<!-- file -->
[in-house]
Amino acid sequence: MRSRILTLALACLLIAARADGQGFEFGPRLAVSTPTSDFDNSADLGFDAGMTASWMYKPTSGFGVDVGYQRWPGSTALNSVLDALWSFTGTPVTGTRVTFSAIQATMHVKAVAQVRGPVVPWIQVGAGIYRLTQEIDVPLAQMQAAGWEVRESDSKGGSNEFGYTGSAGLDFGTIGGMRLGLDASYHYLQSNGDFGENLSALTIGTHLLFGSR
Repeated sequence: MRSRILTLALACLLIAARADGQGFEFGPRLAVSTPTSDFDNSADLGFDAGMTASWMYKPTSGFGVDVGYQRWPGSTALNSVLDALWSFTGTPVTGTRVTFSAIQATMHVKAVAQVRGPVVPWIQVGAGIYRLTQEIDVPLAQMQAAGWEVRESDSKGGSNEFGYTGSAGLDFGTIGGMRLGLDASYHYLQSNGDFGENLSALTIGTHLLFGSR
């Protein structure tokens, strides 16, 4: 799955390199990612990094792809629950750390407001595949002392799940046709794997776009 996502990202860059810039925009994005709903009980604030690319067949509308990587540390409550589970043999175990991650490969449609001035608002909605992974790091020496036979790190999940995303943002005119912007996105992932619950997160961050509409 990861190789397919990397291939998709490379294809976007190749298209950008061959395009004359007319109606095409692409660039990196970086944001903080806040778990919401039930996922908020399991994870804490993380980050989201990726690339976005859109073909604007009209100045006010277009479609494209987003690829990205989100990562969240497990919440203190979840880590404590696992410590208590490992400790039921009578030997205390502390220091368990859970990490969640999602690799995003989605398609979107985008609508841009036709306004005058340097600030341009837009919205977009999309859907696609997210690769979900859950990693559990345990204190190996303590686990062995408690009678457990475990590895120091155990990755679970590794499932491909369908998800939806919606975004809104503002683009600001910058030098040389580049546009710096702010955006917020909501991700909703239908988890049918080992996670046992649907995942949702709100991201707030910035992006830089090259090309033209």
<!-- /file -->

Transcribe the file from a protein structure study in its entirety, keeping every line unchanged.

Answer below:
[in-house]
Amino acid sequence: MRSRILTLALACLLIAARADGQGFEFGPRLAVSTPTSDFDNSADLGFDAGMTASWMYKPTSGFGVDVGYQRWPGSTALNSVLDALWSFTGTPVTGTRVTFSAIQATMHVKAVAQVRGPVVPWIQVGAGIYRLTQEIDVPLAQMQAAGWEVRESDSKGGSNEFGYTGSAGLDFGTIGGMRLGLDASYHYLQSNGDFGENLSALTIGTHLLFGSR
Repeated sequence: MRSRILTLALACLLIAARADGQGFEFGPRLAVSTPTSDFDNSADLGFDAGMTASWMYKPTSGFGVDVGYQRWPGSTALNSVLDALWSFTGTPVTGTRVTFSAIQATMHVKAVAQVRGPVVPWIQVGAGIYRLTQEIDVPLAQMQAAGWEVRESDSKGGSNEFGYTGSAGLDFGTIGGMRLGLDASYHYLQSNGDFGENLSALTIGTHLLFGSR
């Protein structure tokens, strides 16, 4: 799955390199990612990094792809629950750390407001595949002392799940046709794997776009 996502990202860059810039925009994005709903009980604030690319067949509308990587540390409550589970043999175990991650490969449609001035608002909605992974790091020496036979790190999940995303943002005119912007996105992932619950997160961050509409 990861190789397919990397291939998709490379294809976007190749298209950008061959395009004359007319109606095409692409660039990196970086944001903080806040778990919401039930996922908020399991994870804490993380980050989201990726690339976005859109073909604007009209100045006010277009479609494209987003690829990205989100990562969240497990919440203190979840880590404590696992410590208590490992400790039921009578030997205390502390220091368990859970990490969640999602690799995003989605398609979107985008609508841009036709306004005058340097600030341009837009919205977009999309859907696609997210690769979900859950990693559990345990204190190996303590686990062995408690009678457990475990590895120091155990990755679970590794499932491909369908998800939806919606975004809104503002683009600001910058030098040389580049546009710096702010955006917020909501991700909703239908988890049918080992996670046992649907995942949702709100991201707030910035992006830089090259090309033209």